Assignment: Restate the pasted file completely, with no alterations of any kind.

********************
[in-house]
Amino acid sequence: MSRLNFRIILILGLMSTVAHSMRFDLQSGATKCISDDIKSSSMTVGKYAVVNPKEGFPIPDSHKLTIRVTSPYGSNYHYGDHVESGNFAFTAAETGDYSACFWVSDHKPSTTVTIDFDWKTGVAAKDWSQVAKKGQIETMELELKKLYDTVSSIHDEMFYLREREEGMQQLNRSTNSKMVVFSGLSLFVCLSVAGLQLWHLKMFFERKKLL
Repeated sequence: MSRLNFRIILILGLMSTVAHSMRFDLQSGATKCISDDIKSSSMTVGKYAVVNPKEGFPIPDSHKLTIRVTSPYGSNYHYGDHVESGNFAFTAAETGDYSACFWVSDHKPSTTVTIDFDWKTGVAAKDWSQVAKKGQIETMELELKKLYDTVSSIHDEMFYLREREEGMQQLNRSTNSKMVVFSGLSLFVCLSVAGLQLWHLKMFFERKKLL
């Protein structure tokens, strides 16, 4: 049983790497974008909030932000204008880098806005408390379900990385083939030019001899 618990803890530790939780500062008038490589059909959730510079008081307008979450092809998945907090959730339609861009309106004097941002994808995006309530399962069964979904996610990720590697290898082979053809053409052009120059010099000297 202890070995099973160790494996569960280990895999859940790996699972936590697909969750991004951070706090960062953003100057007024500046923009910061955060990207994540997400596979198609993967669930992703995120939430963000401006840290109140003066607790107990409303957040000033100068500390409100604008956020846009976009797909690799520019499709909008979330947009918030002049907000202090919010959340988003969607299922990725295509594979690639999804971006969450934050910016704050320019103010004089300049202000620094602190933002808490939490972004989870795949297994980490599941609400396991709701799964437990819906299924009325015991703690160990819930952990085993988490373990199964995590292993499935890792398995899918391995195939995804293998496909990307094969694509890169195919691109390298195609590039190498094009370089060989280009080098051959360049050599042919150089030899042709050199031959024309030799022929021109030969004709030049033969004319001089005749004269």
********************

[in-house]
Amino acid sequence: MSRLNFRIILILGLMSTVAHSMRFDLQSGATKCISDDIKSSSMTVGKYAVVNPKEGFPIPDSHKLTIRVTSPYGSNYHYGDHVESGNFAFTAAETGDYSACFWVSDHKPSTTVTIDFDWKTGVAAKDWSQVAKKGQIETMELELKKLYDTVSSIHDEMFYLREREEGMQQLNRSTNSKMVVFSGLSLFVCLSVAGLQLWHLKMFFERKKLL
Repeated sequence: MSRLNFRIILILGLMSTVAHSMRFDLQSGATKCISDDIKSSSMTVGKYAVVNPKEGFPIPDSHKLTIRVTSPYGSNYHYGDHVESGNFAFTAAETGDYSACFWVSDHKPSTTVTIDFDWKTGVAAKDWSQVAKKGQIETMELELKKLYDTVSSIHDEMFYLREREEGMQQLNRSTNSKMVVFSGLSLFVCLSVAGLQLWHLKMFFERKKLL
């Protein structure tokens, strides 16, 4: 049983790497974008909030932000204008880098806005408390379900990385083939030019001899 618990803890530790939780500062008038490589059909959730510079008081307008979450092809998945907090959730339609861009309106004097941002994808995006309530399962069964979904996610990720590697290898082979053809053409052009120059010099000297 202890070995099973160790494996569960280990895999859940790996699972936590697909969750991004951070706090960062953003100057007024500046923009910061955060990207994540997400596979198609993967669930992703995120939430963000401006840290109140003066607790107990409303957040000033100068500390409100604008956020846009976009797909690799520019499709909008979330947009918030002049907000202090919010959340988003969607299922990725295509594979690639999804971006969450934050910016704050320019103010004089300049202000620094602190933002808490939490972004989870795949297994980490599941609400396991709701799964437990819906299924009325015991703690160990819930952990085993988490373990199964995590292993499935890792398995899918391995195939995804293998496909990307094969694509890169195919691109390298195609590039190498094009370089060989280009080098051959360049050599042919150089030899042709050199031959024309030799022929021109030969004709030049033969004319001089005749004269």